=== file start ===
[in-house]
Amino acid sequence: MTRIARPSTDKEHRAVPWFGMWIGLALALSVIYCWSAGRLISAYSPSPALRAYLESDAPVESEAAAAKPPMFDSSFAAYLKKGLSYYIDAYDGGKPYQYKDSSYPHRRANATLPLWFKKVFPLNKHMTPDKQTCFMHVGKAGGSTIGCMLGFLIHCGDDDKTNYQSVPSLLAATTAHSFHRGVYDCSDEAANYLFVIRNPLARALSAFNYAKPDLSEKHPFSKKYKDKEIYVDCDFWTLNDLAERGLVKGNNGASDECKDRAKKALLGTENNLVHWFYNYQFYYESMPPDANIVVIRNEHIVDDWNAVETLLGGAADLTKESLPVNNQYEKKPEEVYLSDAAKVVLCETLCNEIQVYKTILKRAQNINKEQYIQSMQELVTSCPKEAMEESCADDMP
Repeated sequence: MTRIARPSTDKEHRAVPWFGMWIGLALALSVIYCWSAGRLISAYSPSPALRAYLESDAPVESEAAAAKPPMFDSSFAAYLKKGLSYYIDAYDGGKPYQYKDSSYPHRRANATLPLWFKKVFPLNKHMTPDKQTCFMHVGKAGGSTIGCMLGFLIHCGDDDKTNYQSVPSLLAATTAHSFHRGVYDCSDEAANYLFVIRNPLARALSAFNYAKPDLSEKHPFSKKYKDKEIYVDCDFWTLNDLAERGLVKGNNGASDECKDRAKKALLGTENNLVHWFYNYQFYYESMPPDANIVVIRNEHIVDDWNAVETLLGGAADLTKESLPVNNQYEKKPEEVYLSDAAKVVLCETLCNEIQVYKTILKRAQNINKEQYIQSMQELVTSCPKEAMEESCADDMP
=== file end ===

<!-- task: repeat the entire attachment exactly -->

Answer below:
[in-house]
Amino acid sequence: MTRIARPSTDKEHRAVPWFGMWIGLALALSVIYCWSAGRLISAYSPSPALRAYLESDAPVESEAAAAKPPMFDSSFAAYLKKGLSYYIDAYDGGKPYQYKDSSYPHRRANATLPLWFKKVFPLNKHMTPDKQTCFMHVGKAGGSTIGCMLGFLIHCGDDDKTNYQSVPSLLAATTAHSFHRGVYDCSDEAANYLFVIRNPLARALSAFNYAKPDLSEKHPFSKKYKDKEIYVDCDFWTLNDLAERGLVKGNNGASDECKDRAKKALLGTENNLVHWFYNYQFYYESMPPDANIVVIRNEHIVDDWNAVETLLGGAADLTKESLPVNNQYEKKPEEVYLSDAAKVVLCETLCNEIQVYKTILKRAQNINKEQYIQSMQELVTSCPKEAMEESCADDMP
Repeated sequence: MTRIARPSTDKEHRAVPWFGMWIGLALALSVIYCWSAGRLISAYSPSPALRAYLESDAPVESEAAAAKPPMFDSSFAAYLKKGLSYYIDAYDGGKPYQYKDSSYPHRRANATLPLWFKKVFPLNKHMTPDKQTCFMHVGKAGGSTIGCMLGFLIHCGDDDKTNYQSVPSLLAATTAHSFHRGVYDCSDEAANYLFVIRNPLARALSAFNYAKPDLSEKHPFSKKYKDKEIYVDCDFWTLNDLAERGLVKGNNGASDECKDRAKKALLGTENNLVHWFYNYQFYYESMPPDANIVVIRNEHIVDDWNAVETLLGGAADLTKESLPVNNQYEKKPEEVYLSDAAKVVLCETLCNEIQVYKTILKRAQNINKEQYIQSMQELVTSCPKEAMEESCADDMP